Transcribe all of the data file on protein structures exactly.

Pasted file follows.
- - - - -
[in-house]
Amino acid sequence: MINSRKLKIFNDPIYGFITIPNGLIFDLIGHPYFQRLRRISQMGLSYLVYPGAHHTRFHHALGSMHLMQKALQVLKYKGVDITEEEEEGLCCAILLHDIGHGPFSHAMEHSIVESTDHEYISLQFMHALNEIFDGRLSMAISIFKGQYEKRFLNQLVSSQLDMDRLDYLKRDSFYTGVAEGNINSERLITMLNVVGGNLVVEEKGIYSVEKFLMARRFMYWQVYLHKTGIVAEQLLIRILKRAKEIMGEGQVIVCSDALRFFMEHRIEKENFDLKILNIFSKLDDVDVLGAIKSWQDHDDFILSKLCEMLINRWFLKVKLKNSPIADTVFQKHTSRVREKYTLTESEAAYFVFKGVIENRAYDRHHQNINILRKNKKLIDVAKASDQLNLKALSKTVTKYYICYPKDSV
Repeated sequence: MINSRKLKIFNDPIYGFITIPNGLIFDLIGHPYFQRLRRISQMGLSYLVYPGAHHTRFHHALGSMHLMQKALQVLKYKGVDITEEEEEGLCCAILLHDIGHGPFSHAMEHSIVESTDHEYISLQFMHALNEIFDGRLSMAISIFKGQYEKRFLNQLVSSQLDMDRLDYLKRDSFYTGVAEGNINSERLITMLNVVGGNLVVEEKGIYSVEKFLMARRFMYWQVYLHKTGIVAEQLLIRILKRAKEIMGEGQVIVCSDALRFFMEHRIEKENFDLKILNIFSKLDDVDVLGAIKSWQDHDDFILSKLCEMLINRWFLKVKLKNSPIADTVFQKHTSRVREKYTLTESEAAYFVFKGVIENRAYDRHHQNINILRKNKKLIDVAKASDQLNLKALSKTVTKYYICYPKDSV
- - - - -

[in-house]
Amino acid sequence: MINSRKLKIFNDPIYGFITIPNGLIFDLIGHPYFQRLRRISQMGLSYLVYPGAHHTRFHHALGSMHLMQKALQVLKYKGVDITEEEEEGLCCAILLHDIGHGPFSHAMEHSIVESTDHEYISLQFMHALNEIFDGRLSMAISIFKGQYEKRFLNQLVSSQLDMDRLDYLKRDSFYTGVAEGNINSERLITMLNVVGGNLVVEEKGIYSVEKFLMARRFMYWQVYLHKTGIVAEQLLIRILKRAKEIMGEGQVIVCSDALRFFMEHRIEKENFDLKILNIFSKLDDVDVLGAIKSWQDHDDFILSKLCEMLINRWFLKVKLKNSPIADTVFQKHTSRVREKYTLTESEAAYFVFKGVIENRAYDRHHQNINILRKNKKLIDVAKASDQLNLKALSKTVTKYYICYPKDSV
Repeated sequence: MINSRKLKIFNDPIYGFITIPNGLIFDLIGHPYFQRLRRISQMGLSYLVYPGAHHTRFHHALGSMHLMQKALQVLKYKGVDITEEEEEGLCCAILLHDIGHGPFSHAMEHSIVESTDHEYISLQFMHALNEIFDGRLSMAISIFKGQYEKRFLNQLVSSQLDMDRLDYLKRDSFYTGVAEGNINSERLITMLNVVGGNLVVEEKGIYSVEKFLMARRFMYWQVYLHKTGIVAEQLLIRILKRAKEIMGEGQVIVCSDALRFFMEHRIEKENFDLKILNIFSKLDDVDVLGAIKSWQDHDDFILSKLCEMLINRWFLKVKLKNSPIADTVFQKHTSRVREKYTLTESEAAYFVFKGVIENRAYDRHHQNINILRKNKKLIDVAKASDQLNLKALSKTVTKYYICYPKDSV